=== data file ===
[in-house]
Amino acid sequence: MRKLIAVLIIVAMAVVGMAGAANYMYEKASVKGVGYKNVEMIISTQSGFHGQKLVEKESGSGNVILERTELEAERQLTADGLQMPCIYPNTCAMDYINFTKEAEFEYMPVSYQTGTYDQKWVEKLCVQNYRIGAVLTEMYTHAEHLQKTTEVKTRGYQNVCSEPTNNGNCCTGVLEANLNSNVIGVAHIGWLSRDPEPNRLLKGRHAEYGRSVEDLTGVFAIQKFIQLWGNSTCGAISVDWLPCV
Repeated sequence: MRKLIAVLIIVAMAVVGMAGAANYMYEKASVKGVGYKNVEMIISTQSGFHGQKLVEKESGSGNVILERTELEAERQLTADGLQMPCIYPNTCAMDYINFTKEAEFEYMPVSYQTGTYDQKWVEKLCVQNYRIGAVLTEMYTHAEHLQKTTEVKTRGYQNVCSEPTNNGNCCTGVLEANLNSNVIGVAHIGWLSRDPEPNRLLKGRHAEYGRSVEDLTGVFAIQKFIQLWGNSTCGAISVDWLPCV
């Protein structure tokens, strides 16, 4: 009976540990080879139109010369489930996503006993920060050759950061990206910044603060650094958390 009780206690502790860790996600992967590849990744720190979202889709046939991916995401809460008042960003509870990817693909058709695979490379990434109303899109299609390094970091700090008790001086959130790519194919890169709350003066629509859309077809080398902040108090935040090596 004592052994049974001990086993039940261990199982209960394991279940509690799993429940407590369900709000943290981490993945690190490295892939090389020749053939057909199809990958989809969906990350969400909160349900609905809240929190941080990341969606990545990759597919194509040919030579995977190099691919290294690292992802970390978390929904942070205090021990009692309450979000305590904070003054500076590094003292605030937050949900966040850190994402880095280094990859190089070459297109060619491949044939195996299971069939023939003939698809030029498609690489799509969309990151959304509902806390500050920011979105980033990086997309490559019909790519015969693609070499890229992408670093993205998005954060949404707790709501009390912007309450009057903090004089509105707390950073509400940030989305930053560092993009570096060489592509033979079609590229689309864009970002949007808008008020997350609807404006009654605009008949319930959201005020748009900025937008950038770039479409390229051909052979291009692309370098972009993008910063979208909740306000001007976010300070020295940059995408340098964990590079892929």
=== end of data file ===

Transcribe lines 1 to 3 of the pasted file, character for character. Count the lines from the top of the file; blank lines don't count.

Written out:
[in-house]
Amino acid sequence: MRKLIAVLIIVAMAVVGMAGAANYMYEKASVKGVGYKNVEMIISTQSGFHGQKLVEKESGSGNVILERTELEAERQLTADGLQMPCIYPNTCAMDYINFTKEAEFEYMPVSYQTGTYDQKWVEKLCVQNYRIGAVLTEMYTHAEHLQKTTEVKTRGYQNVCSEPTNNGNCCTGVLEANLNSNVIGVAHIGWLSRDPEPNRLLKGRHAEYGRSVEDLTGVFAIQKFIQLWGNSTCGAISVDWLPCV
Repeated sequence: MRKLIAVLIIVAMAVVGMAGAANYMYEKASVKGVGYKNVEMIISTQSGFHGQKLVEKESGSGNVILERTELEAERQLTADGLQMPCIYPNTCAMDYINFTKEAEFEYMPVSYQTGTYDQKWVEKLCVQNYRIGAVLTEMYTHAEHLQKTTEVKTRGYQNVCSEPTNNGNCCTGVLEANLNSNVIGVAHIGWLSRDPEPNRLLKGRHAEYGRSVEDLTGVFAIQKFIQLWGNSTCGAISVDWLPCV